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Solid State amps are getting "better" ??

VaughnC

Silver Supporting Member
Messages
17,748
Well, I'm now a couple months into my Boss Katana 1x12 100w and my last "purchased" tube amp is gone. I'm now a believer! No, the Katana isn't perfect but it's close enough in its tubey tone & feel for this old tube snob with worn out fingers. The Katana is plug & play...no more holding my breath as I flip on my tube amp's standby switch. No matter how good the amp, ALL tubes eventually die, some quietly, some not...and mine always seem to croak at the worst possible time, sometimes accompanied with an unintended special effects fog coming from the amp. The silicon gap has closed...I'm a believer ;).
 

soulman969

Member
Messages
3,650
Great sounding SS amp have existed since the '70s so this is not a new thing. The bigger problem for many SS amp manufacturers has been convincing tube purists that the very best of those SS amps were on par with many tube amp for at least some purposes. All it took was players listening with ears not eyes and a willingness to have an open mind.

This has been 30-40 years in the making but many are finally finding that it's true. Many of these amps have been around for 20 years and longer so for instance the Roland Blues Cube is not a new thing. Just a more recently modernized and reissued version of the original version of an amp I own. Trademark 60s and in England the Stewart Ward Sessionette and others have also existed for many years.

It's been a hard fought battle for some of these amps but they're gaining ground now.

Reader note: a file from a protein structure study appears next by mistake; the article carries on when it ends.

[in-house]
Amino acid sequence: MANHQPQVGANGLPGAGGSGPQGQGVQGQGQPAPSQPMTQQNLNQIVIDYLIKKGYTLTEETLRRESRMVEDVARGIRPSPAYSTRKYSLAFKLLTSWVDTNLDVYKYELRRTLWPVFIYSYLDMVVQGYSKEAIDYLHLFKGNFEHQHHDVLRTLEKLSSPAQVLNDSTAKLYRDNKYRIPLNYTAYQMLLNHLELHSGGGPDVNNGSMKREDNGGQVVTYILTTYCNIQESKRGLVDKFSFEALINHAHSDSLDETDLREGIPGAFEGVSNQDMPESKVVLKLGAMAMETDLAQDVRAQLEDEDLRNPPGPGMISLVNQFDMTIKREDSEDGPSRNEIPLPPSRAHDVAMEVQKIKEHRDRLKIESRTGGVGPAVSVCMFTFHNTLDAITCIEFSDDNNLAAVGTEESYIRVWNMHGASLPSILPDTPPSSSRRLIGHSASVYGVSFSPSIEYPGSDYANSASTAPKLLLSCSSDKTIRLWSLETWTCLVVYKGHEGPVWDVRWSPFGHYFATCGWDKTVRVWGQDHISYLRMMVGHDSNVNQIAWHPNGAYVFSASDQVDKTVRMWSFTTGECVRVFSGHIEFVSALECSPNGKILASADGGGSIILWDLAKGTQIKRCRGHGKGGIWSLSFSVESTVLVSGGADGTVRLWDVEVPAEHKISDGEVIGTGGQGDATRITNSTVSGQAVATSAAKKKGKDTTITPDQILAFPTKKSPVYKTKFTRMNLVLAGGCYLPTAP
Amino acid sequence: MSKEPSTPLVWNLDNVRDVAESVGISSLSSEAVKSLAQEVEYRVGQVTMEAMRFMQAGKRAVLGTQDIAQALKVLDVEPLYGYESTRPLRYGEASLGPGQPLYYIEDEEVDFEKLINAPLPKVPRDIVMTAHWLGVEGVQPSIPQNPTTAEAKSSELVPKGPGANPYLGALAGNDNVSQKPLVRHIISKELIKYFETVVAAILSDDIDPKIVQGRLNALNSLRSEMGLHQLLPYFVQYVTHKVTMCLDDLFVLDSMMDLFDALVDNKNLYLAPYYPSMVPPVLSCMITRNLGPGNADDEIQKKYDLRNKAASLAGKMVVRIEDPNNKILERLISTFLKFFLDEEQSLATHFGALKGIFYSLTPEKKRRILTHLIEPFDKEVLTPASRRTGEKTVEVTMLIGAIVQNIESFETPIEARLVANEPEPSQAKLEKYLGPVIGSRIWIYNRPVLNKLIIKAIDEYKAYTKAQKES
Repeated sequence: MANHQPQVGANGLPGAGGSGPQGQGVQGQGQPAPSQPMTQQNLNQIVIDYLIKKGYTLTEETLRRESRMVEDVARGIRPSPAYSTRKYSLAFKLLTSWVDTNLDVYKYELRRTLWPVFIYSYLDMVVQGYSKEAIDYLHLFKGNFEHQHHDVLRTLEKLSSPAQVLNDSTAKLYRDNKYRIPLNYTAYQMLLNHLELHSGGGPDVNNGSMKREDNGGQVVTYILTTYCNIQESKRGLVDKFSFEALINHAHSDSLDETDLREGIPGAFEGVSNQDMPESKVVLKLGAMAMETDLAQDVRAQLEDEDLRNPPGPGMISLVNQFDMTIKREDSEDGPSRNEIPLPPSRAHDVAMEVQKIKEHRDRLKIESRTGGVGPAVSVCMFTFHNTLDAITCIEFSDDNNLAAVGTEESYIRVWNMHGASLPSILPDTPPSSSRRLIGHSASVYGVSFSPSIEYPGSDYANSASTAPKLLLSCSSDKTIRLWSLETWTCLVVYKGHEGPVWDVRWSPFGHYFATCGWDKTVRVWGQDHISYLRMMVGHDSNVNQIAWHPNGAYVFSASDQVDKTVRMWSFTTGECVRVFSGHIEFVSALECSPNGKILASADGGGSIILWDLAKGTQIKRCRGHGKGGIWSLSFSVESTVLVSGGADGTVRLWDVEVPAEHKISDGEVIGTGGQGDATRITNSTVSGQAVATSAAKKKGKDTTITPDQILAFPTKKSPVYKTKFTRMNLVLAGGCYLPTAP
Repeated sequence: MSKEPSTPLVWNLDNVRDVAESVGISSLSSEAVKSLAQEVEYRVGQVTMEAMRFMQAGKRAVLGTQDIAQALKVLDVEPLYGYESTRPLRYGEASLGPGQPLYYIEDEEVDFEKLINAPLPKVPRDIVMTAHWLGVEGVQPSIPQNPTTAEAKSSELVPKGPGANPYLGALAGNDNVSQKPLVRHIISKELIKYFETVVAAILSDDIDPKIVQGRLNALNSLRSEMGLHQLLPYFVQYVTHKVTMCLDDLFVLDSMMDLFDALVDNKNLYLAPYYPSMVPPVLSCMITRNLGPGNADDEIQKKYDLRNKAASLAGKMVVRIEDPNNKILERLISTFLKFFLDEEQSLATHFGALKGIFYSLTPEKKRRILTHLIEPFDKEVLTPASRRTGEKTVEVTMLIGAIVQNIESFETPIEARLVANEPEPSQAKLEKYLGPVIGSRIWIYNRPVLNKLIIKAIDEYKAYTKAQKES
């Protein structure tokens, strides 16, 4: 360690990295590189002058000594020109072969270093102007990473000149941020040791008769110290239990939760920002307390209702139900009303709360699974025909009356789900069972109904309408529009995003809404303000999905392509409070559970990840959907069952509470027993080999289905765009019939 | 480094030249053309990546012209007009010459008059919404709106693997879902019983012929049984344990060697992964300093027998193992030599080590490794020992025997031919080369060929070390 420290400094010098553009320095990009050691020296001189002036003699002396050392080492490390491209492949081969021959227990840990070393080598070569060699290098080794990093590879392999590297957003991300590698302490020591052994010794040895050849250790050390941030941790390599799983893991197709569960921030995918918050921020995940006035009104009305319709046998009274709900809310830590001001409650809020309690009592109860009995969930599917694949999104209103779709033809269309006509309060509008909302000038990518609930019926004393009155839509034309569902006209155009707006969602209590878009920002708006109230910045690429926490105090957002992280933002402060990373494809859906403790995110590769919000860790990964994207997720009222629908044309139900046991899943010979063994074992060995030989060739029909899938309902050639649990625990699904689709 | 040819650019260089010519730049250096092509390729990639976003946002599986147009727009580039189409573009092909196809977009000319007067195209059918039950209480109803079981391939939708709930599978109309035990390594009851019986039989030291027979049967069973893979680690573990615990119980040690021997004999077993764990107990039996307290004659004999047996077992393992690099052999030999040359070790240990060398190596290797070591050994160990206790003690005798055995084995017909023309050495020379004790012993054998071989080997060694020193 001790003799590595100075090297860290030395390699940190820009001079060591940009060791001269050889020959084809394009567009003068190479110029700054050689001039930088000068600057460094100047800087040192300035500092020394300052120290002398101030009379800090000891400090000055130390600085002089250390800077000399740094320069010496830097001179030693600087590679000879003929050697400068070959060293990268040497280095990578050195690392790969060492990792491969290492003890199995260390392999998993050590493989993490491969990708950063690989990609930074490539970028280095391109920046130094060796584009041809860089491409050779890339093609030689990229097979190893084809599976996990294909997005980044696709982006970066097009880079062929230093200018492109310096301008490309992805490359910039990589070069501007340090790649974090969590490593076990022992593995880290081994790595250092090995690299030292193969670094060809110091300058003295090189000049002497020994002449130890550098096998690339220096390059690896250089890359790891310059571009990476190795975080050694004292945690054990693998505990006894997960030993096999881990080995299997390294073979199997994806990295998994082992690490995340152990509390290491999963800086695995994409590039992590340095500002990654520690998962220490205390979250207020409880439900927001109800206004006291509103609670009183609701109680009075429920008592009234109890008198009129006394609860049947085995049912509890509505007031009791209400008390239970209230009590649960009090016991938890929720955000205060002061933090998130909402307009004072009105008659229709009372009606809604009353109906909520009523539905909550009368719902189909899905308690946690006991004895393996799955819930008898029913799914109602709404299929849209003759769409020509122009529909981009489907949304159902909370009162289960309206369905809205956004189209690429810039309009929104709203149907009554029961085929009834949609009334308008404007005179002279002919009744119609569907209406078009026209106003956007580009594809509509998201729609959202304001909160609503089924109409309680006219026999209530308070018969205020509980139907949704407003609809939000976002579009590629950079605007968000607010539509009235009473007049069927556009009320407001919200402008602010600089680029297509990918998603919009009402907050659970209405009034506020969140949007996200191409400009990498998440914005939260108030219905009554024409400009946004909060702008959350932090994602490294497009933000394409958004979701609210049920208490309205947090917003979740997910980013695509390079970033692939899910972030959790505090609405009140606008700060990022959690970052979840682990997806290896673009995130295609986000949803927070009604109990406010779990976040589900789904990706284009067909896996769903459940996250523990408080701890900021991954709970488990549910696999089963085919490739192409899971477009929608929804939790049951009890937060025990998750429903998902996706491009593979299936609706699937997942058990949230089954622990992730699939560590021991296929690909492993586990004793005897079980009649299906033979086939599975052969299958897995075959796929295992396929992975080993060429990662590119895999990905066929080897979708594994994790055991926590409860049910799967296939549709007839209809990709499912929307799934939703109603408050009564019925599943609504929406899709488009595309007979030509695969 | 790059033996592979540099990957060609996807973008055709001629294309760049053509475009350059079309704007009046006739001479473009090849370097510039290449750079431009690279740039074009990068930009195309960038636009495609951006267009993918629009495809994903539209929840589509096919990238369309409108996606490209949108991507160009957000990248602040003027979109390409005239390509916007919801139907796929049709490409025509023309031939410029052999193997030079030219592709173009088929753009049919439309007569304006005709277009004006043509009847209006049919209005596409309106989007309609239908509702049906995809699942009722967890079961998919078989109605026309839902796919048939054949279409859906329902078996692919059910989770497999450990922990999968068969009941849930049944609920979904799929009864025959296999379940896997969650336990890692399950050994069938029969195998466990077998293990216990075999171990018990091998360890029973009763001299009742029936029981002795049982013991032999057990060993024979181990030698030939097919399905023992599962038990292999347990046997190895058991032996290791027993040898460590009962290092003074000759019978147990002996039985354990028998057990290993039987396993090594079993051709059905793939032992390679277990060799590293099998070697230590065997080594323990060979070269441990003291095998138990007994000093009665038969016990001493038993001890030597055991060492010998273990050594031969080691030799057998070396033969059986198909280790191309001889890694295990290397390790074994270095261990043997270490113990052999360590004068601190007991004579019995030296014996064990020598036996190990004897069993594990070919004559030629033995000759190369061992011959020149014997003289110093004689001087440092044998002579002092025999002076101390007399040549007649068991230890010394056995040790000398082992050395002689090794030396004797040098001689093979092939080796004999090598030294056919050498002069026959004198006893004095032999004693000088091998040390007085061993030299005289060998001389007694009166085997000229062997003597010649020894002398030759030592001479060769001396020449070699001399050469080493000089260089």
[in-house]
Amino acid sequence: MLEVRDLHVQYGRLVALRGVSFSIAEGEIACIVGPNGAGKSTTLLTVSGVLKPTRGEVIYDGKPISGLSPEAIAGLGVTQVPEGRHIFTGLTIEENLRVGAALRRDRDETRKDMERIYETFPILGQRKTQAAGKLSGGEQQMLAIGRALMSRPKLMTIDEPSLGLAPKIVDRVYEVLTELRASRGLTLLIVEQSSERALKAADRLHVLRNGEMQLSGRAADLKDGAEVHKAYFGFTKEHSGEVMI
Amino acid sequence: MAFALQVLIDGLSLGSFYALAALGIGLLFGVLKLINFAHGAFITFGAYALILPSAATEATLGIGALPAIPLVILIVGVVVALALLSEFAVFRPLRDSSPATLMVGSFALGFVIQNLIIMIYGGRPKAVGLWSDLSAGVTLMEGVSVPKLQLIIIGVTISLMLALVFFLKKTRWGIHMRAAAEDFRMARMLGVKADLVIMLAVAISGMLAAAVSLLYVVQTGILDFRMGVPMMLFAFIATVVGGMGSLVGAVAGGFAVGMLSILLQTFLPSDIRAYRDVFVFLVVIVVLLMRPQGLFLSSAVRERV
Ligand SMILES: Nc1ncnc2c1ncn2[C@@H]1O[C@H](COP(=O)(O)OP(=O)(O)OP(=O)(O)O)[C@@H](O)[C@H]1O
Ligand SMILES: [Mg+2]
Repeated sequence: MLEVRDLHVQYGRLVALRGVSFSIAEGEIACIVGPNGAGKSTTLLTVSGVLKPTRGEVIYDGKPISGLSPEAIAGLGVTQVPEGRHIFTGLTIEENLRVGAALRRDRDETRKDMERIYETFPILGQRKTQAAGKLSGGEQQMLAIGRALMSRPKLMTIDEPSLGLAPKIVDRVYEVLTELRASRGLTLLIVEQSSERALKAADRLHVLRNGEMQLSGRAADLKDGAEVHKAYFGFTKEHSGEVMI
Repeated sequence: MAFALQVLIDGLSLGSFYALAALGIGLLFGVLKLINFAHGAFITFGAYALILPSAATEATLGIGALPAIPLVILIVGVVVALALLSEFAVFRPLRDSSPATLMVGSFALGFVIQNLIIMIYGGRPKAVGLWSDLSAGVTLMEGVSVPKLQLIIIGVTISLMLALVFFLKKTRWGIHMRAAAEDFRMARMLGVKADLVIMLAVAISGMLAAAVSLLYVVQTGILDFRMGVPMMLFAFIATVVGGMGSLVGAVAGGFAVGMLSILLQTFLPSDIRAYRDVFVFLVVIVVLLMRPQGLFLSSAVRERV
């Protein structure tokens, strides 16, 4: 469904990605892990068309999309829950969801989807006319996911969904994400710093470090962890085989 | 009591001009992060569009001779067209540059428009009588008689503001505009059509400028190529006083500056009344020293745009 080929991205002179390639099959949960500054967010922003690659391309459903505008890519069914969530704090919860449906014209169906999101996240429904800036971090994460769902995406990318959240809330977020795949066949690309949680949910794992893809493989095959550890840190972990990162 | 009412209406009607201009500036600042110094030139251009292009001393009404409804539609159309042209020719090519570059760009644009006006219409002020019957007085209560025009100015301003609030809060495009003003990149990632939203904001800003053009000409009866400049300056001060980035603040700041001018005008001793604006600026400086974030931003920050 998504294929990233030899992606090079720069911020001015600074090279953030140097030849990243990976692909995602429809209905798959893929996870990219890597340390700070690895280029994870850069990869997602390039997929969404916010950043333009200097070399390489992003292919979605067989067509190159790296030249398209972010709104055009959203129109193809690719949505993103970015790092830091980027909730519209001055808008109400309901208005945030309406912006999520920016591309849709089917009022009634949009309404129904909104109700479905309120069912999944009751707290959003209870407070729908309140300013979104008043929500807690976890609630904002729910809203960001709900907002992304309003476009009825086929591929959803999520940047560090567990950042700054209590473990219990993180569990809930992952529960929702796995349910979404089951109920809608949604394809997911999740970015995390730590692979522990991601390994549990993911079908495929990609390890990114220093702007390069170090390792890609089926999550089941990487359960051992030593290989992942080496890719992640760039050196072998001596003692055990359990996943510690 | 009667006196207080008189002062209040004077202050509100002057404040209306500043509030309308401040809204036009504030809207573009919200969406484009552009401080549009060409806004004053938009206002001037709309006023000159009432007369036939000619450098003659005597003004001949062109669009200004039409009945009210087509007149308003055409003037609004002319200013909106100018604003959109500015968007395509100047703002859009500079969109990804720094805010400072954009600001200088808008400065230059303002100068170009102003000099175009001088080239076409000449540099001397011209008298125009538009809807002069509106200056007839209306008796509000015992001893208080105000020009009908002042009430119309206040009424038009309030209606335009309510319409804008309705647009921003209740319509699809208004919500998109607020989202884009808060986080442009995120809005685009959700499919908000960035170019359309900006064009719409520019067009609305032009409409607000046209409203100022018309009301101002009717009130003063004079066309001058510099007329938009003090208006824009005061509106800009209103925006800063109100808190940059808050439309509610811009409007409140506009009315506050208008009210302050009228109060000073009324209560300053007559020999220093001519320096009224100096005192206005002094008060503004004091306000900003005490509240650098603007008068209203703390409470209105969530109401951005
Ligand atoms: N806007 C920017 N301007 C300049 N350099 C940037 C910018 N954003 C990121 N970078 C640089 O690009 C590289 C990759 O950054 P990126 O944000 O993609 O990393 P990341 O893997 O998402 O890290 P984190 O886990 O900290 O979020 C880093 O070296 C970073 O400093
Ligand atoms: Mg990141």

cap'n'crunch

Member
Messages
1,398
I was gonna say,, lots of great older SS amps out there. My old Marshall from 85 is killer
Are you talking about the Mosfet Marshalls? I love mine. Got two lead 100's. I want to get a lead 20 next. I seldom use my JCM800 anymore.

(puts on flame suit) I also found an old Crate TD70 hybrid in a pawn shop for a few bucks. I thought "what the heck". Cab was beat and speaker was blown. I converted it to a head cab which is around 10 lbs now. Kind of thin but, I put a GE7 in the loop and its a killer lightwieght amp head. I think this is from the late 80's.
 
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T Dizz

Member
Messages
20,844
Are you talking about the Mosfet Marshalls? I love mine. Got two lead 100's. I want to get a lead 20 next. I seldom use my JCM800 anymore.

(puts on flame suit) I also found an old Crate TD70 hybrid in a pawn shop for a few bucks. I thought "what the heck". Cab was beat and speaker was blown. I converted it to a head cab which is around 10 lbs now. Kind of thin but, I put a GE7 in the loop and its a killer lightwieght amp head. I think this is from the late 80's.
I have a 5210.. Its a 1x12..not sure if mosfet. Sounds great though
 

ducker 1

Member
Messages
2,308
Its hard to beat those old TubeWorks MV962s--gigged with various preamps for 12 years--still have it
 

Jim234

Member
Messages
1,101
Just echoing many of the posts on here Tech 21 Trademark 60, Yamaha Thr100, Roland Blues Cube...